Colwick cheese goes back into production

Spoonful of Colwick cheese
Image caption Colwick cheese is a soft, curdy cheese invented in the early 1600s by John Clarkson

A cheese first made in the 17th Century is being produced again by an East Midlands dairy - and has attracted interest from Jamie Oliver.

Colwick cheese originates from the Nottinghamshire village of the same name and was produced commercially until 1993.

Food historian Matthew O'Callaghan rediscovered the cheese whilst reading an old recipe book.

The cheese is being made by Eastwell Crossroads Farm, Leicestershire.

Mr O'Callaghan said he also hoped to get the cheese protected under European law, like Stilton and Melton Mowbray pork pies.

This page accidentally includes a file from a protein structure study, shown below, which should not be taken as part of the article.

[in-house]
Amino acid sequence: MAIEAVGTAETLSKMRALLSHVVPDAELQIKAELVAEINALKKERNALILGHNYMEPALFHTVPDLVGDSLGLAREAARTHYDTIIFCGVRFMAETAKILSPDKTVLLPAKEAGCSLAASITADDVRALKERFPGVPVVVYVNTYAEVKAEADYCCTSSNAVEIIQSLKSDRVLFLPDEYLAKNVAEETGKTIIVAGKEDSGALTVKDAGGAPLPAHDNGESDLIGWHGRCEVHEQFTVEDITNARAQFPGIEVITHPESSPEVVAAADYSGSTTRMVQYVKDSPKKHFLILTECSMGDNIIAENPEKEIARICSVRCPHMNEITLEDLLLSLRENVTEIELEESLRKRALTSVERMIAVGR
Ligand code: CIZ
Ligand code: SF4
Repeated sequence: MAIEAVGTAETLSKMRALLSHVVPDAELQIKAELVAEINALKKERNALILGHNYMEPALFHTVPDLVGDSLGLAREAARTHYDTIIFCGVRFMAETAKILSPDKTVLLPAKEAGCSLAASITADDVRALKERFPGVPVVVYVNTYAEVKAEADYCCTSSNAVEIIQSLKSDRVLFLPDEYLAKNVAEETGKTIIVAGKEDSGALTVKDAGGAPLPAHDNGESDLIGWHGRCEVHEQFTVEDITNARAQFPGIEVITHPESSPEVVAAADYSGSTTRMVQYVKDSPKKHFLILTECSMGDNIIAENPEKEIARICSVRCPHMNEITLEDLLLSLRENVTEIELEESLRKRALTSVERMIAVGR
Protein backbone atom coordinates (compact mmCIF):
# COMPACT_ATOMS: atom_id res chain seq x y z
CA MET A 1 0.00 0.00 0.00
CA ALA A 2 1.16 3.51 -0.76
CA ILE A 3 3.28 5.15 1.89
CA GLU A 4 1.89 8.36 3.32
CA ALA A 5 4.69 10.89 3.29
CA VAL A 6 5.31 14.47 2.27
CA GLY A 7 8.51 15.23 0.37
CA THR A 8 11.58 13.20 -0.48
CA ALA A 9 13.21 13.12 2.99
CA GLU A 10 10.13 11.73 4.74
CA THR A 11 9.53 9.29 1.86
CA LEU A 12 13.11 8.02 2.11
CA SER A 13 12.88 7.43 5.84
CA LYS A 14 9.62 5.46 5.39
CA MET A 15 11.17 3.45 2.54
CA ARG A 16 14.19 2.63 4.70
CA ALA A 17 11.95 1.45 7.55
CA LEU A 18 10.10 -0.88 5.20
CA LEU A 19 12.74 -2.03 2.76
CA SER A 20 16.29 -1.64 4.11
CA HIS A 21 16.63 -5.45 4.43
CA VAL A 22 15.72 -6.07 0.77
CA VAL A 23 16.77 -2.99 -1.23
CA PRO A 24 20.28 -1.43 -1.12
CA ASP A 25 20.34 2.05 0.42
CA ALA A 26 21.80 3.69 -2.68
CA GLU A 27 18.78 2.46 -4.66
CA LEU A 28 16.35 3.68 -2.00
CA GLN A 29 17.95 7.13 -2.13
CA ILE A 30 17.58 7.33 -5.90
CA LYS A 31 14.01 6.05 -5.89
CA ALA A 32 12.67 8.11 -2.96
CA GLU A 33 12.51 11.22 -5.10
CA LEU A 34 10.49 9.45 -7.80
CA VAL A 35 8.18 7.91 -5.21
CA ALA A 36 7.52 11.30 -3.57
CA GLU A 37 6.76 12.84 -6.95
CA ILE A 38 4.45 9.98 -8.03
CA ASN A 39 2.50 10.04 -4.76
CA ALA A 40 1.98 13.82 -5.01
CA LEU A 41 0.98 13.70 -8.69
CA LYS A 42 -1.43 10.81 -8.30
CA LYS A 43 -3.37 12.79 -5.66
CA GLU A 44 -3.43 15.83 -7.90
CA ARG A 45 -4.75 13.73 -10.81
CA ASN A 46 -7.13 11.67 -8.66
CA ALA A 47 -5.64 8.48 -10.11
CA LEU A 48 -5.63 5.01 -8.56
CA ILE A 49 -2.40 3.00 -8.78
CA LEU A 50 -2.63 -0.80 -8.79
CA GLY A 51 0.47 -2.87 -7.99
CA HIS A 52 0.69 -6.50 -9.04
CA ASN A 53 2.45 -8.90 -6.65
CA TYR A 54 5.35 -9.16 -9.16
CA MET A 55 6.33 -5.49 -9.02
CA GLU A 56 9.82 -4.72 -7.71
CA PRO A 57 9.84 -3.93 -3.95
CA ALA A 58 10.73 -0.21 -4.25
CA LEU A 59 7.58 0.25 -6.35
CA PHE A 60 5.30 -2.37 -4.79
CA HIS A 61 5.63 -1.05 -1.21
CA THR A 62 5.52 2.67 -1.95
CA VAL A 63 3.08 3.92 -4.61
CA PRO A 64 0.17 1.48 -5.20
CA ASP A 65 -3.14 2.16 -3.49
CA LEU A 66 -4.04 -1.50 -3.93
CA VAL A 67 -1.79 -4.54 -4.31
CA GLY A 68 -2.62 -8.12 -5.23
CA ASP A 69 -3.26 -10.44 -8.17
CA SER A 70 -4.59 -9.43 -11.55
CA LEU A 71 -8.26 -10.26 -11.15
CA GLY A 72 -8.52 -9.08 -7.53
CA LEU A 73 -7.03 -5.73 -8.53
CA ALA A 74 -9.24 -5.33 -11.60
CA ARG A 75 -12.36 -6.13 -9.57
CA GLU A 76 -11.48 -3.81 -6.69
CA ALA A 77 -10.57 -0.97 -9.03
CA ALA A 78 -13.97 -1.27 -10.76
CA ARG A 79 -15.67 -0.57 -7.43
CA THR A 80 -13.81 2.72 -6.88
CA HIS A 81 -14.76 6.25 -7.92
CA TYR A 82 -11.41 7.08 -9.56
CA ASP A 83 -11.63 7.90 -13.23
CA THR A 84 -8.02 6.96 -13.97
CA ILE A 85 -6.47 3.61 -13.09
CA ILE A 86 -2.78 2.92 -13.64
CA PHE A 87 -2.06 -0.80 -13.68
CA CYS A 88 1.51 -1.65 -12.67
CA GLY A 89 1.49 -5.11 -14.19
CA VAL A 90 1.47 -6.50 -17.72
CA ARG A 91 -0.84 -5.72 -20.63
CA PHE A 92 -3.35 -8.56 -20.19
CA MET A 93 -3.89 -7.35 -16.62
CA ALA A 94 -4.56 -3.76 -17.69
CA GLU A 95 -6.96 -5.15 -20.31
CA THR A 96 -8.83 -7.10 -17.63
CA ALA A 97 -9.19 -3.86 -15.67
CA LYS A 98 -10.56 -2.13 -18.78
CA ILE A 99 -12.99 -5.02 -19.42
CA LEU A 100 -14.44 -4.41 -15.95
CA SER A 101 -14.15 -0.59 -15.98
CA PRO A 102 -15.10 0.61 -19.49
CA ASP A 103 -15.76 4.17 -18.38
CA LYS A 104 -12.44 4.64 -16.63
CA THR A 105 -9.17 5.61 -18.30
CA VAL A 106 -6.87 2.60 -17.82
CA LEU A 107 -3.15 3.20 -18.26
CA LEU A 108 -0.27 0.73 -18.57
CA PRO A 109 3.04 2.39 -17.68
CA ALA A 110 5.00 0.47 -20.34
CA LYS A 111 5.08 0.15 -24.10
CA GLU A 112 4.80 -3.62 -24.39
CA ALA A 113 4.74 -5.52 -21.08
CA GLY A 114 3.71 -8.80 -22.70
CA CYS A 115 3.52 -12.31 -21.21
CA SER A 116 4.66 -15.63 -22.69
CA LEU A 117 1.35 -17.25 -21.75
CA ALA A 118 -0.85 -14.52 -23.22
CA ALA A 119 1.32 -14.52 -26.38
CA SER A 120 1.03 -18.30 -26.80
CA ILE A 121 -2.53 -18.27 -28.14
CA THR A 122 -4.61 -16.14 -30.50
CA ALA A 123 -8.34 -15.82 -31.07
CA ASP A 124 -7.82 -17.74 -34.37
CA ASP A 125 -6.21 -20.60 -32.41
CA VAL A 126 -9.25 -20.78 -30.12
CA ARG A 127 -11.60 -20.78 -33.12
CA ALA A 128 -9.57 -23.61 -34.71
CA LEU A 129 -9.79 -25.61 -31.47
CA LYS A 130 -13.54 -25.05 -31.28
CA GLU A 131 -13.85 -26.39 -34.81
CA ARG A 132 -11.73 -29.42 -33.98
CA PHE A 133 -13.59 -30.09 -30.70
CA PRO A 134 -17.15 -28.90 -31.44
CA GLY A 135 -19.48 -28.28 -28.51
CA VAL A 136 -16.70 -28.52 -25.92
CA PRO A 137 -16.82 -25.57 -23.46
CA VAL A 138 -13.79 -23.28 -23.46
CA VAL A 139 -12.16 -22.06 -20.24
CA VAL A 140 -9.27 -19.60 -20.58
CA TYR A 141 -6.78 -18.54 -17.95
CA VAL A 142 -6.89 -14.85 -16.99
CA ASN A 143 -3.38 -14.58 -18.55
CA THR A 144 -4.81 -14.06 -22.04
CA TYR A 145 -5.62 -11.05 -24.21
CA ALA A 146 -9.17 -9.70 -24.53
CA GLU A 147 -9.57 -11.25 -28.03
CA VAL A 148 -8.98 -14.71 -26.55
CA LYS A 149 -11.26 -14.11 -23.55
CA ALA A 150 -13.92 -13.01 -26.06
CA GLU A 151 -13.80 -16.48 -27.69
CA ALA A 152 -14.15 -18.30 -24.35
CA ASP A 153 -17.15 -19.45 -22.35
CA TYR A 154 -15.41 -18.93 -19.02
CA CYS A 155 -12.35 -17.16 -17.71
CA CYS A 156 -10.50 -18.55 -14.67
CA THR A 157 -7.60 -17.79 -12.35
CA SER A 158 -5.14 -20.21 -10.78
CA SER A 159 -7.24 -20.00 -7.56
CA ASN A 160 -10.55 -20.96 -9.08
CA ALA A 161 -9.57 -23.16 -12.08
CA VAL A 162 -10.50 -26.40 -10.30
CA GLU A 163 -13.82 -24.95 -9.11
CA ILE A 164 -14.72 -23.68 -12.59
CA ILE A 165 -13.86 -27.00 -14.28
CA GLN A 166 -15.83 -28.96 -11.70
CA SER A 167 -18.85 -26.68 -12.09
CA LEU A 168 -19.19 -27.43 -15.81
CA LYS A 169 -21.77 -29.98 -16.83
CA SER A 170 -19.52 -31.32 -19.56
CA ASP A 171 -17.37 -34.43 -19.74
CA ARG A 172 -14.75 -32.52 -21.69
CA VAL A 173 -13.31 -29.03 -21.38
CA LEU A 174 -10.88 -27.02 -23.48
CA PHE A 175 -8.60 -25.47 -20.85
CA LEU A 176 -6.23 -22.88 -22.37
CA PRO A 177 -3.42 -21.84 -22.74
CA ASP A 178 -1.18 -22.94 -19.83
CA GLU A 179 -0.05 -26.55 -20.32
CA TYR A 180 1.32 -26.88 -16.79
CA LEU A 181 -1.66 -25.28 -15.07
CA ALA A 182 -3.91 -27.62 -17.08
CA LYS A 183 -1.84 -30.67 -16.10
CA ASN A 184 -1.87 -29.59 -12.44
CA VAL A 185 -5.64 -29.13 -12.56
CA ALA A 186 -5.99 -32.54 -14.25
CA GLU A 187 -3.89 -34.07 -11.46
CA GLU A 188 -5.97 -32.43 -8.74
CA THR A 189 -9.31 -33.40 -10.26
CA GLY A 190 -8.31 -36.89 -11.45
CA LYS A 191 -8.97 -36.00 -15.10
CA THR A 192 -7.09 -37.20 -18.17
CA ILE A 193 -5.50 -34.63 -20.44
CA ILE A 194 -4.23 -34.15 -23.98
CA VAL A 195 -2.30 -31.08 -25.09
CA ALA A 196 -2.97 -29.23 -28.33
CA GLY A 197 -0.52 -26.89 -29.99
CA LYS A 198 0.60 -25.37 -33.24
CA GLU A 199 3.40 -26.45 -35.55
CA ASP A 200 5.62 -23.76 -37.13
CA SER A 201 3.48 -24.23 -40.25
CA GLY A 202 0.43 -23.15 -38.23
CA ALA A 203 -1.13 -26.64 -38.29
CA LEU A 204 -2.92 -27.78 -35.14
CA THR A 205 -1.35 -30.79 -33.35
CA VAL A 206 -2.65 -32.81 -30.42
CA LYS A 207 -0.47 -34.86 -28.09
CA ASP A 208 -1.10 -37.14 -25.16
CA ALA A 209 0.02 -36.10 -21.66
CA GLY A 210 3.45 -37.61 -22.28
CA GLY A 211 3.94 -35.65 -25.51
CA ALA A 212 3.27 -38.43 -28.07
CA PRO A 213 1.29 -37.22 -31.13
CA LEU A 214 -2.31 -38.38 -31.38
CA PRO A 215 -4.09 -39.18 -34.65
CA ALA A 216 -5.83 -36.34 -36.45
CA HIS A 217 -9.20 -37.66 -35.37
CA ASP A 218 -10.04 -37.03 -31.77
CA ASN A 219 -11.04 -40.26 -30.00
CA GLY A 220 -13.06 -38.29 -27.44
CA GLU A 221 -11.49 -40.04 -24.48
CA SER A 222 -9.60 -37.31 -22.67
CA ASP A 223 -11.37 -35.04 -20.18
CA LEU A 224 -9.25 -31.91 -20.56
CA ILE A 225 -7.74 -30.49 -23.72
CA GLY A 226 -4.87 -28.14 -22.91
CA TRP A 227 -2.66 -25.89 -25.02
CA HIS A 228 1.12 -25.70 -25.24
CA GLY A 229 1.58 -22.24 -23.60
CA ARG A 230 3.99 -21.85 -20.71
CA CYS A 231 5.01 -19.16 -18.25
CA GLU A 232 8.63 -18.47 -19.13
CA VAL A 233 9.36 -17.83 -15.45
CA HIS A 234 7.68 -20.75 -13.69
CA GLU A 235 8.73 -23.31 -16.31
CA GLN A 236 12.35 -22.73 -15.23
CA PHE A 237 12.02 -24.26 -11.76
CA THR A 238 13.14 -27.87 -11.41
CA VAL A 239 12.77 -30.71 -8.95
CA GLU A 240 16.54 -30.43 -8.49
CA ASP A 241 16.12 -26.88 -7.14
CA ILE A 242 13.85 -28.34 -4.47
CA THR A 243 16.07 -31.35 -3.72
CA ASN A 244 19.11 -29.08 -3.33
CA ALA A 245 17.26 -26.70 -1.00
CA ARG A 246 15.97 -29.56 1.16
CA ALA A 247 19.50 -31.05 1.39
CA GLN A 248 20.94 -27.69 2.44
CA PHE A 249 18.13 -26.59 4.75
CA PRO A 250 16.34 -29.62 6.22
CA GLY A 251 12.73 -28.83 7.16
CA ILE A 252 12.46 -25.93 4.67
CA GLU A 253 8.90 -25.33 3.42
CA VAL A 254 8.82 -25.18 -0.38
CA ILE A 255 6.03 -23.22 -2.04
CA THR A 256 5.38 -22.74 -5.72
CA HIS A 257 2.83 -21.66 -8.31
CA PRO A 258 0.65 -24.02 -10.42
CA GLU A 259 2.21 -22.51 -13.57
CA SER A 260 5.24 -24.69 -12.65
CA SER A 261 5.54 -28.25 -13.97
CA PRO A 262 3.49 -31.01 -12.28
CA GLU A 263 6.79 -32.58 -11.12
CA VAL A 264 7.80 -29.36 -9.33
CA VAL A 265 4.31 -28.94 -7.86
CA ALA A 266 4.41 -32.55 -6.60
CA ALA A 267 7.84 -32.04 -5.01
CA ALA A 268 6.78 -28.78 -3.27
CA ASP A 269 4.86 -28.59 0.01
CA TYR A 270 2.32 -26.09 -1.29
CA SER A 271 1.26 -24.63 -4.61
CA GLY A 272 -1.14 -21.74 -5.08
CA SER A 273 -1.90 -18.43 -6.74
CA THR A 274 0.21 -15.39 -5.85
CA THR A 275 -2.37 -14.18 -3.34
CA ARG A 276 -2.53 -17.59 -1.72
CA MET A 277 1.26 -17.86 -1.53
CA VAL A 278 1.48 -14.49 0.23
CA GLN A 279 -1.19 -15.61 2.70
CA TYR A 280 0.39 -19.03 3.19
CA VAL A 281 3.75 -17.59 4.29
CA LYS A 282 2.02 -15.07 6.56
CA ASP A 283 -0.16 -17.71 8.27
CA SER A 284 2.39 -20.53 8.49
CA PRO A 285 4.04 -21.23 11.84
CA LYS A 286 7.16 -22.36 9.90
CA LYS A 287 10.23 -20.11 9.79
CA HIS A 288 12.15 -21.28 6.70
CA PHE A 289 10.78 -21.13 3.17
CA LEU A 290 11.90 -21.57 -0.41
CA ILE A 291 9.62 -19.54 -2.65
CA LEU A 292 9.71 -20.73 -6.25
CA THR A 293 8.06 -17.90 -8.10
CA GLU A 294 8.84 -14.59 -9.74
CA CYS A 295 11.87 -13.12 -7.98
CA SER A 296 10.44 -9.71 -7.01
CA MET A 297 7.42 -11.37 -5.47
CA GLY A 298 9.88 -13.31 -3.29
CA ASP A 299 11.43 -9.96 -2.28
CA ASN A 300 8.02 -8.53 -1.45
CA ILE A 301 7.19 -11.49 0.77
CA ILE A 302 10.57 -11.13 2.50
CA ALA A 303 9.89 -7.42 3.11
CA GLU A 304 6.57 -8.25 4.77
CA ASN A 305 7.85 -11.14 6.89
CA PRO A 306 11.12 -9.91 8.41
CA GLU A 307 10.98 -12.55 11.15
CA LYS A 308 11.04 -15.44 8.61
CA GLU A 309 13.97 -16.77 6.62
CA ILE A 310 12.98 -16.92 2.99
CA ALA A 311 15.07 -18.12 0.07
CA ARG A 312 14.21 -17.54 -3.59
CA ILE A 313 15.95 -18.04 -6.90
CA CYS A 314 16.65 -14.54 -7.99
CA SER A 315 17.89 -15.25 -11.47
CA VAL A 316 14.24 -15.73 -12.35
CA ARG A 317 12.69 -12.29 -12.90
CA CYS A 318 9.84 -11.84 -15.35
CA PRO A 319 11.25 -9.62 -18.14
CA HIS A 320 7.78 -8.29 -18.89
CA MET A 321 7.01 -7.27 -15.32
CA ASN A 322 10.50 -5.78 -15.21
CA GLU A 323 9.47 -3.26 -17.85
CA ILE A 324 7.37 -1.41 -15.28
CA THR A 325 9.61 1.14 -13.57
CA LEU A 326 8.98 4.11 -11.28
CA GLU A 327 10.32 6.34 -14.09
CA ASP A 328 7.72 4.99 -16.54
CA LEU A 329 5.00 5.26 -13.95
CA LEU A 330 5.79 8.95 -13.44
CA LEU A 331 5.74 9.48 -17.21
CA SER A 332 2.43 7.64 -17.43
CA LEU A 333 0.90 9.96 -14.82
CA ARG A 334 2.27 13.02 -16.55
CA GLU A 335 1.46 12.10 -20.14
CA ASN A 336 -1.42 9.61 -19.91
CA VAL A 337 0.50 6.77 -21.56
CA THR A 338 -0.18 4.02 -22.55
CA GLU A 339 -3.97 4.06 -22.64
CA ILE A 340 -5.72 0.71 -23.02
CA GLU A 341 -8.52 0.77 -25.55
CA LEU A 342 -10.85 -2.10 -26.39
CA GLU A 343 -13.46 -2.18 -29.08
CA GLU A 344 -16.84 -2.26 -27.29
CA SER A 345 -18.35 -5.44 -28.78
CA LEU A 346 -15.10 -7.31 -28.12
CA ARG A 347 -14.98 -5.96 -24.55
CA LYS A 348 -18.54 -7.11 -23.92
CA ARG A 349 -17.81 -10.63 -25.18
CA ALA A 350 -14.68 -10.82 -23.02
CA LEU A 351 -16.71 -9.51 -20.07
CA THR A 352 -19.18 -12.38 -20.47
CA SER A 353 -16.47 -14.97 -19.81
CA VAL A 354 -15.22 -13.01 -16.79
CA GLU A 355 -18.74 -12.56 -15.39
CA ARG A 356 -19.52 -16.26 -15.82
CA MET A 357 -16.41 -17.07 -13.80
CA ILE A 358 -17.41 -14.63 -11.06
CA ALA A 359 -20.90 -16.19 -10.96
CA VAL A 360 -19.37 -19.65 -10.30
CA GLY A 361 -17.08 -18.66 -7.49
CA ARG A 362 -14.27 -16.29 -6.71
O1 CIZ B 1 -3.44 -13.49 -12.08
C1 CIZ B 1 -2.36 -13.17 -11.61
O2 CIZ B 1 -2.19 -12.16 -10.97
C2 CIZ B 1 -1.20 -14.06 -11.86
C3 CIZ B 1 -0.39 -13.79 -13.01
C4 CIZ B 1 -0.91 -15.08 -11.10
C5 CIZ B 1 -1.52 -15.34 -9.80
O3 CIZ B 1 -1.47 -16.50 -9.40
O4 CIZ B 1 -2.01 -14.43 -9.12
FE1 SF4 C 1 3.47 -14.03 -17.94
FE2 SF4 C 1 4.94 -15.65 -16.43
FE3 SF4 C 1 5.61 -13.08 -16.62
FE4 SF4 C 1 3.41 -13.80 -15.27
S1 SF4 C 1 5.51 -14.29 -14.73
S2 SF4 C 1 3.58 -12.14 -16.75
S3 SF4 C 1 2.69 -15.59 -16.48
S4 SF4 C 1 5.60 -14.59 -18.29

If successful, this would mean it could only be produced locally.

Mr O'Callaghan said: "The cheese hasn't been produced for about 20 years.

"I found the recipe in a book that dated from about 1890 and I decided to try to make it.

"It's a delicious cheese and should be more widely available."

Mr O' Callaghan approached Eastwell dairy farm to see if it was interested in producing the cheese.

Alan Hewson, who runs the farm, said he spent two years developing the recipe.

"We have had to adapt the recipe slightly to meet modern-day health standards but we have now got better facilities to do that," he said.

"The cheese now has a much longer shelf-life."

Mr Hewson said the cheese had attracted interest from several food retailers and he had even received an inquiry from chef Jamie Oliver.

The cheese will be launched at the third annual Artisan Cheese Fair in Melton Mowbray, on 4 and 5 May.

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